SPOILERS: There are spoilers of major plot points in this post. If you haven’t finished the book or want to be surprised by the movie, don’t read!
I’ve just returned home from seeing The Fault in Our Stars so it’s safe to say, I’M FEELING ALL THE FEELS.
Here’s some commentary.
N was one of three guys in the theater. We also might have been the oldest people there. Here is how he felt about it.
If you liked the book, you’ll like the movie. The actors were perfectly casted (perfectly. I can’t even describe how very Augustus, Augustus was). The movie was exactly what I thought, and hoped, that it would be. It was beautiful, warm, heavy and affecting.
I discovered during this movie that my left eye tears significantly more than my right. You’d think I’d
been dumped cried enough in my life to have figured that one out by now but NOPE. Took a tear-jerker of a movie.
Tear-jerker is a gross understatement. You will cry more in this movie than any other movie you’ve ever seen. It puts A Walk to Remember, the first 15 minutes of Up, Forrest Gump, Pay It Forward and yes, even Marley & Me, to SHAME. So many tears.
There are moments during the movie where it’s intentionally silent or very quiet. During that time, the sound of dozens of people weeping was overwhelmingly audible. You could also hear Godzilla in the next theater.
This is my favorite quote from the book and the movie. In a hundred lifetimes, I don’t know that I could ever describe the feeling of falling in love better than John Green has. The love scene that contains this quote was one of the most well-done, tender, and purposeful love scenes I’ve ever seen. I could feel my heart in my chest. It’s also not so graphic that you feel awkward sitting in a crowded theater.
At one point, I’ve got tears just running down my face. Endless streams. And N just turns and is staring at me. Naturally, I snap, “STOP STARING AT ME.” Like, what is that? Like he wanted to hug me but there was an arm rest situation and so instead he just stared at me with this sad pity face.
When we left the theater, N says to me “I don’t think I’ve ever been around so many crying women before.” Astute observation and also mildly creepy.
If you read one thing from this post, let it be this.
One month ago, I attended a funeral for a beautiful 18-year-old young woman who died of Osteosarcoma, the same cancer that our fictitious Augustus died of. My heart was heavy going in to this movie, knowing that with every tear, I’d be thinking of her. You can hear Miranda’s story here, straight from her (definitely watch it if you are Christian and want proof of a miracle). She is missed and she is so loved.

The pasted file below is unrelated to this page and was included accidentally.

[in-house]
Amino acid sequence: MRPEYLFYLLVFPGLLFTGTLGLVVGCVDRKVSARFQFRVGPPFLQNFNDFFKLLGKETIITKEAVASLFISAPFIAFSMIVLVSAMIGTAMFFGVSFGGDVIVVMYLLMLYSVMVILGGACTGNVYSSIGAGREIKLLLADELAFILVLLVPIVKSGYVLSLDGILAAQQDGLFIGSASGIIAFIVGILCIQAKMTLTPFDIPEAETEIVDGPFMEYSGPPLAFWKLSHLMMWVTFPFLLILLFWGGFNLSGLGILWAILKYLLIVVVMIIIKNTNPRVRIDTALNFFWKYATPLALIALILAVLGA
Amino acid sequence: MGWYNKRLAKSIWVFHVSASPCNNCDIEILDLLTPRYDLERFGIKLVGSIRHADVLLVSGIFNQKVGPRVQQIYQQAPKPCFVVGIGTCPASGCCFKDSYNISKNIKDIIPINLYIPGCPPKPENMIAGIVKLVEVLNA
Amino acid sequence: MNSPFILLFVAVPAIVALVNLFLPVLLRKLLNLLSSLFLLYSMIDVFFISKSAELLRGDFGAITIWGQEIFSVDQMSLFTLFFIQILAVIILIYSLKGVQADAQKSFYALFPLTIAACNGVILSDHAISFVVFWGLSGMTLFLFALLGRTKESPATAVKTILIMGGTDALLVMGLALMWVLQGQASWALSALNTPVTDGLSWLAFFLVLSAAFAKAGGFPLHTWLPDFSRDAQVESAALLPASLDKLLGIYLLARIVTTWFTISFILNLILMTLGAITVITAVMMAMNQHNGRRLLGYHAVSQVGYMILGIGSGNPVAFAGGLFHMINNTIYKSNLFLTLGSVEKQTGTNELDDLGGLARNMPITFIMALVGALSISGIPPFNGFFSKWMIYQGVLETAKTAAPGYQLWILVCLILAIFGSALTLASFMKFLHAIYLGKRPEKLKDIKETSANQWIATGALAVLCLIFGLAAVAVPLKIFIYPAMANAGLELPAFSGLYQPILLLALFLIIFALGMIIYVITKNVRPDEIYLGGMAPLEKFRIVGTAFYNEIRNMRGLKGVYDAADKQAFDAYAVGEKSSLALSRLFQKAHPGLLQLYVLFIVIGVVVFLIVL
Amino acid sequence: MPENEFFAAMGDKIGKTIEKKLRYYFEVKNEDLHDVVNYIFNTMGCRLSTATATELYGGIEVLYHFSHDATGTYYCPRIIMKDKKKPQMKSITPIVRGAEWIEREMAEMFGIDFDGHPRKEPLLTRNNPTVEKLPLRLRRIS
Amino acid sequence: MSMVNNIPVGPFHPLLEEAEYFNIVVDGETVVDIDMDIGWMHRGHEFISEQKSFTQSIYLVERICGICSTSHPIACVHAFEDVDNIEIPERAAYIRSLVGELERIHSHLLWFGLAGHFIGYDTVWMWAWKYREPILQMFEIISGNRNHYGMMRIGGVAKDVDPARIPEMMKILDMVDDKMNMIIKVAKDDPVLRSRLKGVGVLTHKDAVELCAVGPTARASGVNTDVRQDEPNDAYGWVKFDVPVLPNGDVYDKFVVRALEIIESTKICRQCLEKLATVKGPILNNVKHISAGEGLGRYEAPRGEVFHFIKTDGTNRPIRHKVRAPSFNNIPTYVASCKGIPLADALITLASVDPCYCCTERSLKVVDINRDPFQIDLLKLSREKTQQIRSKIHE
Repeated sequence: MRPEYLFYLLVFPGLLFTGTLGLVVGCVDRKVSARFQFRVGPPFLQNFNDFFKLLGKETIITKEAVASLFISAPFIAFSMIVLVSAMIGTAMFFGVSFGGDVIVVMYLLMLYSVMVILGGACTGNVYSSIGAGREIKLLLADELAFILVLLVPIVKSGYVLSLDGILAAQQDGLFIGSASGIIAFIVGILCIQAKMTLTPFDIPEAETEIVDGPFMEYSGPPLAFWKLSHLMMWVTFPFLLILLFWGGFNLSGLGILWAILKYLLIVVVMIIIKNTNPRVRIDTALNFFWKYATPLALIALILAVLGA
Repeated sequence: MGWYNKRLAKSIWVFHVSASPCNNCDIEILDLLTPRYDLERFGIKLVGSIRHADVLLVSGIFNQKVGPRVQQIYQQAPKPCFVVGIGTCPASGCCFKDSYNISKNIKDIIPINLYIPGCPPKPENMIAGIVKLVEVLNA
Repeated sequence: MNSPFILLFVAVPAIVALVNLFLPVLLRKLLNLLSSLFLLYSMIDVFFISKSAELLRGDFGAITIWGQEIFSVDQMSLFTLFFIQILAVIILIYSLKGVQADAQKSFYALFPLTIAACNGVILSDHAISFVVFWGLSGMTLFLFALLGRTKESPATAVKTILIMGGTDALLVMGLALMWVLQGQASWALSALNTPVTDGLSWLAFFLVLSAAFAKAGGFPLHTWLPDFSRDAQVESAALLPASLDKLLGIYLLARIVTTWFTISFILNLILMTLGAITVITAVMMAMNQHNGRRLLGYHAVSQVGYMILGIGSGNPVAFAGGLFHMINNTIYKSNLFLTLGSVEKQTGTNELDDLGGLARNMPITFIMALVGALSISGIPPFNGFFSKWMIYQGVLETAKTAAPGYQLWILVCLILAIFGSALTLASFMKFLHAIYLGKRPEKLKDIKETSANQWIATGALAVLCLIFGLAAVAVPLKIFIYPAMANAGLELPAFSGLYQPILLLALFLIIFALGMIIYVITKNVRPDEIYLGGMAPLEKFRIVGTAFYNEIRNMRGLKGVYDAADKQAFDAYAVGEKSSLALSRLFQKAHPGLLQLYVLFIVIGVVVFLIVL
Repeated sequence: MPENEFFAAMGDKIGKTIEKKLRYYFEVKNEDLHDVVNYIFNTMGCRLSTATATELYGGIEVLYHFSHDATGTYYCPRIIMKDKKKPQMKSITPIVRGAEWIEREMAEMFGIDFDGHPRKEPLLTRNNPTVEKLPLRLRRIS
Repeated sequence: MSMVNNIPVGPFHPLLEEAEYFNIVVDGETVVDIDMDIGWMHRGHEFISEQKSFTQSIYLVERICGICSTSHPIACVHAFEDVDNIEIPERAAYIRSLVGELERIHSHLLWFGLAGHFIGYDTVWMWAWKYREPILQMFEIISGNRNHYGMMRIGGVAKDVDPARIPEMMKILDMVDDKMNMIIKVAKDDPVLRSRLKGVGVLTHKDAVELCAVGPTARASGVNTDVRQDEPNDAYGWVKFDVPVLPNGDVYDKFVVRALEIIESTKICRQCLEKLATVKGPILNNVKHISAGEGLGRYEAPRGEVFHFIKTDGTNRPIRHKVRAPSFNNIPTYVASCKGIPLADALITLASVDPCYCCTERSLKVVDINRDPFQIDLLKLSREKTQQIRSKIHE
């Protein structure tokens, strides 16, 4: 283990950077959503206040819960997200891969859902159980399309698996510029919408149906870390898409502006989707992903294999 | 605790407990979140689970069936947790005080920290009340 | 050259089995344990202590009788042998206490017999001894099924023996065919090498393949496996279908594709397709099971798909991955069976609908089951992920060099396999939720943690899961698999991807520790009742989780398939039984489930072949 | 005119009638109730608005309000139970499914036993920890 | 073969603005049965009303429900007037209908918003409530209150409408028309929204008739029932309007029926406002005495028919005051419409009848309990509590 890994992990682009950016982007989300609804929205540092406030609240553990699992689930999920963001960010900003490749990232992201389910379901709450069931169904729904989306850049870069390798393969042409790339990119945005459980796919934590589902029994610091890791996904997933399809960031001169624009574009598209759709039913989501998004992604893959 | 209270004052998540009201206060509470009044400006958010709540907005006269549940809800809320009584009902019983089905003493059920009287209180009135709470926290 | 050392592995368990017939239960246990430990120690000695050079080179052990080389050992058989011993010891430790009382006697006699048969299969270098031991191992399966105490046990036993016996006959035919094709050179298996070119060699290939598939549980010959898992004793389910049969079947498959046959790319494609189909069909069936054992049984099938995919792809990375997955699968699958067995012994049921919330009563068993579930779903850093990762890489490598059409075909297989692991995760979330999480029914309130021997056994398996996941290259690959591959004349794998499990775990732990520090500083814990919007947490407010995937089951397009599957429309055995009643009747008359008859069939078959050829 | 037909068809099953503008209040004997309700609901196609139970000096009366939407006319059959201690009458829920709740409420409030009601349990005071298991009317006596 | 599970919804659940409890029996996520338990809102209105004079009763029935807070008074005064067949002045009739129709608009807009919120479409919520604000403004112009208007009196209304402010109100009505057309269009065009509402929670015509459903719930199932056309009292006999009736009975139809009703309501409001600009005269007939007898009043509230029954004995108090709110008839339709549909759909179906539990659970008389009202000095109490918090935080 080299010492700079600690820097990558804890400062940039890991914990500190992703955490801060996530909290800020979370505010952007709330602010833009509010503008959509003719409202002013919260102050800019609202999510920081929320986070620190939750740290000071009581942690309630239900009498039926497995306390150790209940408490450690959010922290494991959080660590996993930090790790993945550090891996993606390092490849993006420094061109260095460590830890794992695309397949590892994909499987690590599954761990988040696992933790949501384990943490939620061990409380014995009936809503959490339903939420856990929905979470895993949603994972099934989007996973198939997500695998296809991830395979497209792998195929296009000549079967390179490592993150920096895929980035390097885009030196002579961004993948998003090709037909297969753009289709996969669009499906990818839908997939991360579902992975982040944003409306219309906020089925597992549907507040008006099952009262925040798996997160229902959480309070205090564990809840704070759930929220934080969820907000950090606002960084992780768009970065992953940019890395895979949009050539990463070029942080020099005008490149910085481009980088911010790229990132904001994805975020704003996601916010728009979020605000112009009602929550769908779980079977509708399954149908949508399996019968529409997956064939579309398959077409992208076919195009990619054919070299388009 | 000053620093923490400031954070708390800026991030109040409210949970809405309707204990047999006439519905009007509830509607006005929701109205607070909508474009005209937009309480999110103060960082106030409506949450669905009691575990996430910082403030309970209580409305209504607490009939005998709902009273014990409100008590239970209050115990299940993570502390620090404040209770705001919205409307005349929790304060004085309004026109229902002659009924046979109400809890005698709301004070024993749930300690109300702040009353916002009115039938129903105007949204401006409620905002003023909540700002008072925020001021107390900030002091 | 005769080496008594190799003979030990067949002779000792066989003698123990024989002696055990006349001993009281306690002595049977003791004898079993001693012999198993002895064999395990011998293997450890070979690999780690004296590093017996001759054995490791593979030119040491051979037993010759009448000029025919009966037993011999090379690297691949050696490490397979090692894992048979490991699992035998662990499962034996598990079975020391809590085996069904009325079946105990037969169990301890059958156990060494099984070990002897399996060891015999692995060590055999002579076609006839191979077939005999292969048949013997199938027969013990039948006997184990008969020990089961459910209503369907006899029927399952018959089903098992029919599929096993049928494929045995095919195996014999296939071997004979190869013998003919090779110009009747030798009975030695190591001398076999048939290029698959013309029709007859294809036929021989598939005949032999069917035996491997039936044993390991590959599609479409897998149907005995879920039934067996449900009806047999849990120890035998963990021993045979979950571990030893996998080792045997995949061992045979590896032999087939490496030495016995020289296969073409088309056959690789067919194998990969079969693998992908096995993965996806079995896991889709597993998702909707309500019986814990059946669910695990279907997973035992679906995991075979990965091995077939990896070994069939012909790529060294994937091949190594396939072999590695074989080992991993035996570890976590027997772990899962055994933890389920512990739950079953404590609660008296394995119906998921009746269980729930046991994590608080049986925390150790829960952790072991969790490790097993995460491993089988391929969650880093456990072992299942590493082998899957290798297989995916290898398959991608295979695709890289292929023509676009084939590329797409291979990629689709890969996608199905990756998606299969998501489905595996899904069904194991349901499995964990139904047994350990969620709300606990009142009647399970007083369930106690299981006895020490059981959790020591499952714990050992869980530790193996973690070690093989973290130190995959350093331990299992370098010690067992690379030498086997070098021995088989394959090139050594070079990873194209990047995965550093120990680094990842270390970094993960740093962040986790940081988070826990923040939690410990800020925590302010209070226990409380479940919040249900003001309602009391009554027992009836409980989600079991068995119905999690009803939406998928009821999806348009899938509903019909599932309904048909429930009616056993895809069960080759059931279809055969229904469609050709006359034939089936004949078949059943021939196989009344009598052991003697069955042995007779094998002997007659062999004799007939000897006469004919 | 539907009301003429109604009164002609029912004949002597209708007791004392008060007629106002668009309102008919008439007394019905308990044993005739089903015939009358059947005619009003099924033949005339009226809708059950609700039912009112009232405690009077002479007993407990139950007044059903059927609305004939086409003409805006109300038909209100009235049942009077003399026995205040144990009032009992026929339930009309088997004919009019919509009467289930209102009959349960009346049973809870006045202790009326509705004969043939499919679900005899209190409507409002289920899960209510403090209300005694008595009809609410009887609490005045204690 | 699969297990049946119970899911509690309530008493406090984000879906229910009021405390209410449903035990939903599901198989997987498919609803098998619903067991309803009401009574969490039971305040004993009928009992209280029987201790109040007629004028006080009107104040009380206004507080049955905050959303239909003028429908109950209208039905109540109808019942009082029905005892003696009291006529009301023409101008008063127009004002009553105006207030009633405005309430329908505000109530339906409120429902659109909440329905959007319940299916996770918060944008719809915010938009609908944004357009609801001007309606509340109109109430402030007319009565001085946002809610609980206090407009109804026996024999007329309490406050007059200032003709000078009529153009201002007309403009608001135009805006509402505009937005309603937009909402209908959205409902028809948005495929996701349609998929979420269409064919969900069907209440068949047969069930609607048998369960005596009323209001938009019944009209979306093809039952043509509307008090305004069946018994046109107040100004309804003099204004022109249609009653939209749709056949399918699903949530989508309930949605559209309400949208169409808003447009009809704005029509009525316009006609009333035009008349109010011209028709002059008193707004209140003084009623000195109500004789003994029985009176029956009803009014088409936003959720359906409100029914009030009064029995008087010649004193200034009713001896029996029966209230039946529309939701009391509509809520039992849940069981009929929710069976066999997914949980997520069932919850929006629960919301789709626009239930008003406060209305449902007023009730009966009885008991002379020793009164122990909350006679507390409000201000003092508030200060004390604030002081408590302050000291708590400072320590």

Augustus and Hazel’s stories are not just fiction. This week, 49 kids in the US will die of childhood cancer. That’s two classrooms worth of kids. When you weep for Augustus and Hazel, weep for them too. Because those kids will still be dying long after the popularity of this book and movie fades. Please keep these kids in mind when you consider which charities to support.
If you can’t give, consider joining the Bone Marrow Registry. I know several children whose lives have been saved by bone marrow transplants from unrelated bone marrow donors. Saving someones life is the ultimate gift.
It’s also important to note that bone marrow matches are often between those with similar ethnic backgrounds. “According to the World Donor Marrow Association, while two out of three Caucasians find a match, the chances of a patient from another ethnic background can be as low as one in four” (source). It’s even less for someone with a multicultural background. Please keep this in mind and encourage everyone, and especially those of multicultural heritage, to join the registry.
I hope that was informative without being too preachy.
On that note, I’m off to hug Archie and try to get my emotions in check.
Have you seen The Fault in Our Stars yet? What did you think?